A rare craft honed to perfection


Artist from Anayara gives shape to handicrafts from bovine horns

Horns of buffalo and ox that normally go waste turn into art in the skilled hands of T.V. Gopinathan.

A resident of Kallummoodu, Anayara, here, 63-year-old Gopinathan is exhibiting some of his horn handicrafts at the ongoing Khadi Expo being organised at Bhagyamala auditorium at Chandrasekharan Nair Stadium. The expo ends on March 6.

Gopinathan, a winner of many prizes, says he works six months a year creating handicrafts and then goes round the country as part of various fairs organised by the Union government to sell his creations.

He began over four decades ago, as a young student, helping his father make cranes from horns. Gradually, Gopinathan moved on to making other handicrafts, and increasing his range. Today, his horn handicrafts include dancing peacock, tree, small plant, lamp shades, flower vase, paperweights, keychains, and animal figurines such as fish prawns and so on. He also makes miniature boats and cranes in wood, but only when horns are difficult to come by.

He vouches for his work, and guarantees it will last decades without losing any lustre. It is environment-friendly to boot, he points out. After an animal is killed, the skin is used for leather, but what about horns, he asks. This is where he comes in. Even the polish used on the work is made from the vein of the breadfruit leaf (sheema chakka). Designs on the work are added after the polishing.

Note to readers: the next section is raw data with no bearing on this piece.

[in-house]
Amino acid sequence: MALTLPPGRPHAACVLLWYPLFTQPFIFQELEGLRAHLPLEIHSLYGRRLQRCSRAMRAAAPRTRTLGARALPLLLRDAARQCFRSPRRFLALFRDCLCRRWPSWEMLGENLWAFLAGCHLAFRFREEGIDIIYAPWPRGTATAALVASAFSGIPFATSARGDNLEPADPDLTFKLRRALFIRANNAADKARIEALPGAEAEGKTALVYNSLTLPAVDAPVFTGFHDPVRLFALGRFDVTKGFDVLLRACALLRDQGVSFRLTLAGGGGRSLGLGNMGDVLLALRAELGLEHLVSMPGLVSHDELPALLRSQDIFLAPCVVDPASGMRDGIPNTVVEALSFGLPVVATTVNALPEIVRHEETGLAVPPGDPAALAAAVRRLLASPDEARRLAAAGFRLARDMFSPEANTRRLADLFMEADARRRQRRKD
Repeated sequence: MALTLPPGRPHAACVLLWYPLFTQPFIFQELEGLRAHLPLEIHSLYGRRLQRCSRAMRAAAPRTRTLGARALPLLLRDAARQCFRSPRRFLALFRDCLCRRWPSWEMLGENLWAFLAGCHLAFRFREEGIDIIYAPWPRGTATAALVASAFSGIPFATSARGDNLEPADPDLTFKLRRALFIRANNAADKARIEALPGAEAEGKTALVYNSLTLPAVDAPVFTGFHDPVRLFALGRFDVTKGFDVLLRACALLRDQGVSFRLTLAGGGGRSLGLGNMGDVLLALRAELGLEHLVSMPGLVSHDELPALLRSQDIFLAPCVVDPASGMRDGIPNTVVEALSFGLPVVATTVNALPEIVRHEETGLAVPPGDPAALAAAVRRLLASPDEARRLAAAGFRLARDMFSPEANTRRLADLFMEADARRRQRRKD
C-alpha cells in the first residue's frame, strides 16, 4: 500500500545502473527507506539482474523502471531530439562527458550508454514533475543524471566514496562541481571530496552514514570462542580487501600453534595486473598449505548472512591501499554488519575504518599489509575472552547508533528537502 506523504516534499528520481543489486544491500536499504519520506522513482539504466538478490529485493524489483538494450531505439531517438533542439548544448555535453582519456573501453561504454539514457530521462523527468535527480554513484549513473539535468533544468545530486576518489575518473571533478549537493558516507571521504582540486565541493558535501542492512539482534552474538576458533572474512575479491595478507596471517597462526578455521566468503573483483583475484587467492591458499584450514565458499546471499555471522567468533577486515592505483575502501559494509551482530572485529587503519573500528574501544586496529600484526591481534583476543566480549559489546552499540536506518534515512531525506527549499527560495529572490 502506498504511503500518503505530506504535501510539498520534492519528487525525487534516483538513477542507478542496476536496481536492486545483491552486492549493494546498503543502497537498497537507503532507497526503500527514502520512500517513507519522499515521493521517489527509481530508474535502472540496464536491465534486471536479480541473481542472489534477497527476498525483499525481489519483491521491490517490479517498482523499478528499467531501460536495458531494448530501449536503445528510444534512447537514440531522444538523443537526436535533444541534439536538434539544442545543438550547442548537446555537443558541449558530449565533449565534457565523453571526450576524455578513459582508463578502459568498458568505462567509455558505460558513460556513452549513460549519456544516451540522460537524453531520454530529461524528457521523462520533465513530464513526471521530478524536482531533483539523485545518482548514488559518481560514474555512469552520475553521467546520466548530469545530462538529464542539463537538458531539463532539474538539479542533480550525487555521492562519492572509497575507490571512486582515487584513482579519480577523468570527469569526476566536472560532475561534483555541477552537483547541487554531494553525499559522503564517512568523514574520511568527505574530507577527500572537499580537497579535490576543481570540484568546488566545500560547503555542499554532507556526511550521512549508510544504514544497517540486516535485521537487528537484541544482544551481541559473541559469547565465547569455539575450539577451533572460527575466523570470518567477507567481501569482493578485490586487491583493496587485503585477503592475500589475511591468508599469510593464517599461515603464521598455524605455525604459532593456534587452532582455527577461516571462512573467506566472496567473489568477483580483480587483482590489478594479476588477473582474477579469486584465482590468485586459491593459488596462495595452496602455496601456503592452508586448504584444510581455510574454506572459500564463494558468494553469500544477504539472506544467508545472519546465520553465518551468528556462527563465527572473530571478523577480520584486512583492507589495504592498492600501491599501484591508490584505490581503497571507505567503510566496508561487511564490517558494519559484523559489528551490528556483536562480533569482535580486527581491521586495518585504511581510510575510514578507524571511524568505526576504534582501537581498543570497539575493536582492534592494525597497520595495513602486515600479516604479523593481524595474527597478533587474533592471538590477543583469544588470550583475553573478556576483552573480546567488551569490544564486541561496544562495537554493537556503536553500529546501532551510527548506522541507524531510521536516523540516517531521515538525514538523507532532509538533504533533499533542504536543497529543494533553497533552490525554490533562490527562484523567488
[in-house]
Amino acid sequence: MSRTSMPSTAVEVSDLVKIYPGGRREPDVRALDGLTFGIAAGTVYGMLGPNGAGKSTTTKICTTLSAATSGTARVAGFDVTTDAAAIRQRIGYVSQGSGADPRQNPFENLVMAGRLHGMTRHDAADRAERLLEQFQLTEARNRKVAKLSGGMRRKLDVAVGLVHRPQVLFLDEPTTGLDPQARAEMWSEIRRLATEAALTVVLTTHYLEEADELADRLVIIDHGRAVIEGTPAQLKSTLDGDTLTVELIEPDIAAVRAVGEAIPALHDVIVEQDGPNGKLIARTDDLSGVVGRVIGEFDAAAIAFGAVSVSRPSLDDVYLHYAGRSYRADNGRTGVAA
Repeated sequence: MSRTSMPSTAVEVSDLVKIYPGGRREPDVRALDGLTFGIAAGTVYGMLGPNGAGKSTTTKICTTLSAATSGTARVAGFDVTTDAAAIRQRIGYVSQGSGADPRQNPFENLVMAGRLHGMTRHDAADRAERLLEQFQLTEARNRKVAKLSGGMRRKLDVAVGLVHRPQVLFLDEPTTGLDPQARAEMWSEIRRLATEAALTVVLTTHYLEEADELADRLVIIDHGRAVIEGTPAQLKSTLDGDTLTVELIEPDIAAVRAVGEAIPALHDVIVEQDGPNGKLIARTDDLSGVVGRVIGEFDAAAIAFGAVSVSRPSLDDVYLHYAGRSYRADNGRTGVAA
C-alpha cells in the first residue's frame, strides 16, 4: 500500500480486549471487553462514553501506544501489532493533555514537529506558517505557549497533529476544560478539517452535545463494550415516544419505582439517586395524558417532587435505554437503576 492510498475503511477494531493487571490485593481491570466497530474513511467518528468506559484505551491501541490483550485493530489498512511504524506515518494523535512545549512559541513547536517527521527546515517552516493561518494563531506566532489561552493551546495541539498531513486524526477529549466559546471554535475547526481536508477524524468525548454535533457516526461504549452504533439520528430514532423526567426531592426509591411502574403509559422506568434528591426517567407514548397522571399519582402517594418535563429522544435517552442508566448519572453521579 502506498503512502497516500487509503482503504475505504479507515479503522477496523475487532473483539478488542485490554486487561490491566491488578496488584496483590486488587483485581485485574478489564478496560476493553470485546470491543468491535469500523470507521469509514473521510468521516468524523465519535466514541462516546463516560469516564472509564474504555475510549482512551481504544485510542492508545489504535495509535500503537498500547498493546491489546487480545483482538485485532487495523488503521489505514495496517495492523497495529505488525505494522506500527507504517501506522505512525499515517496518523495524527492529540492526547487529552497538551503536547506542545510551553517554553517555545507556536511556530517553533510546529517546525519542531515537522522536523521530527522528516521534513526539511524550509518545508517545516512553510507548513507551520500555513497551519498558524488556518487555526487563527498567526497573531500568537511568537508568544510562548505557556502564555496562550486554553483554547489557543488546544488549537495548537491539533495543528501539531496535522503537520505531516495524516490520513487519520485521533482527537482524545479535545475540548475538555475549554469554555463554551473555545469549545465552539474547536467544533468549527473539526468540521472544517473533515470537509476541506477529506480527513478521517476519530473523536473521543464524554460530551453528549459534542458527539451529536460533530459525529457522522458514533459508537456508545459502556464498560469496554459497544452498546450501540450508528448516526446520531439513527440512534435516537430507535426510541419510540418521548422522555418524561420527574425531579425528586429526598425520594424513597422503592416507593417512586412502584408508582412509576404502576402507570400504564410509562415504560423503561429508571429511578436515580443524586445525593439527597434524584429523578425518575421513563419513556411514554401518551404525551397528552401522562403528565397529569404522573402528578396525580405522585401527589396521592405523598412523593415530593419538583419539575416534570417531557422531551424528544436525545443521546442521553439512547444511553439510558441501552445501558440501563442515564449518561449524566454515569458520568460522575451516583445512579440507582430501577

How it is done

A lot of work goes into getting a horn ready for handicrafts. A mallet is used to smoothen the horn, then it is sandpapered, and crafted as per the design in mind. Applying heat on the horns makes it malleable, and then these are dipped in water to temper it and prevent it from retaining the original shape. The colour and design of the artefacts depends on the animal whose horn is used, be it a jet black buffalo or one that is not so dark, or a white, brown, or black ox.

He keeps creating newer handicrafts, and that is what has ensured that his art finds takers. He has also ventured into making pendants, neck pieces, slides, and bangles, though these are made to order. “I take as much time to make these as other handicrafts. These do not come cheap, and the result is fewer buyers. So, I mostly stick to other handicrafts,” he says.

Costly raw material

Raw material is difficult to come by, and is priced high. The size of the horns also poses a challenge. However, but for a part of Odisha, horn craft is not seen anywhere else, and thus his work finds customers across the country. Though Gopinathan, who has a shop at the Vellar crafts village, Kovalam, manages to make profits from his art, he rues that from hundreds two decades ago, the number of craftsmen has dwindled to a few today. To keep his craft alive, he hopes to train other people.

“The government wants me to train more people in this art form, but funding will be required for this,” he says.

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Printable version | Jan 24, 2020 10:33:10 PM |

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